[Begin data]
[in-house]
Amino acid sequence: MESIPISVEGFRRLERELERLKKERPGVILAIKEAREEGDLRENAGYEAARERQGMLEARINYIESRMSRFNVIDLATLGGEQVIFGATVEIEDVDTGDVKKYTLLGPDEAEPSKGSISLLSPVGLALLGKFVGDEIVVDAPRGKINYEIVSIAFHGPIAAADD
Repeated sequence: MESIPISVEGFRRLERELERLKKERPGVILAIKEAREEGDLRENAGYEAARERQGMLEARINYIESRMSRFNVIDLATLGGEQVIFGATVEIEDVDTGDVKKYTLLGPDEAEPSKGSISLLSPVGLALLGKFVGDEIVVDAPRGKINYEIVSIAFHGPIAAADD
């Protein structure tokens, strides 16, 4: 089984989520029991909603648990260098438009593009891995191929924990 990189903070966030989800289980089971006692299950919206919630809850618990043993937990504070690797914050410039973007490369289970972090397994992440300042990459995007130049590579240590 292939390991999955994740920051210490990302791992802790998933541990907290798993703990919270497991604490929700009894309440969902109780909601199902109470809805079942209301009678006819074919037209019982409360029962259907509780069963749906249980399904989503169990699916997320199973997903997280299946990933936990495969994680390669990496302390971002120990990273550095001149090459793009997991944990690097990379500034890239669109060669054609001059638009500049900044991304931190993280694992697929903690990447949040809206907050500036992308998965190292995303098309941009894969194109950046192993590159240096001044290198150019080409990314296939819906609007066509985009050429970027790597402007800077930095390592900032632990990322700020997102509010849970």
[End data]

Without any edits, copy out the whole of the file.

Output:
[in-house]
Amino acid sequence: MESIPISVEGFRRLERELERLKKERPGVILAIKEAREEGDLRENAGYEAARERQGMLEARINYIESRMSRFNVIDLATLGGEQVIFGATVEIEDVDTGDVKKYTLLGPDEAEPSKGSISLLSPVGLALLGKFVGDEIVVDAPRGKINYEIVSIAFHGPIAAADD
Repeated sequence: MESIPISVEGFRRLERELERLKKERPGVILAIKEAREEGDLRENAGYEAARERQGMLEARINYIESRMSRFNVIDLATLGGEQVIFGATVEIEDVDTGDVKKYTLLGPDEAEPSKGSISLLSPVGLALLGKFVGDEIVVDAPRGKINYEIVSIAFHGPIAAADD
């Protein structure tokens, strides 16, 4: 089984989520029991909603648990260098438009593009891995191929924990 990189903070966030989800289980089971006692299950919206919630809850618990043993937990504070690797914050410039973007490369289970972090397994992440300042990459995007130049590579240590 292939390991999955994740920051210490990302791992802790998933541990907290798993703990919270497991604490929700009894309440969902109780909601199902109470809805079942209301009678006819074919037209019982409360029962259907509780069963749906249980399904989503169990699916997320199973997903997280299946990933936990495969994680390669990496302390971002120990990273550095001149090459793009997991944990690097990379500034890239669109060669054609001059638009500049900044991304931190993280694992697929903690990447949040809206907050500036992308998965190292995303098309941009894969194109950046192993590159240096001044290198150019080409990314296939819906609007066509985009050429970027790597402007800077930095390592900032632990990322700020997102509010849970």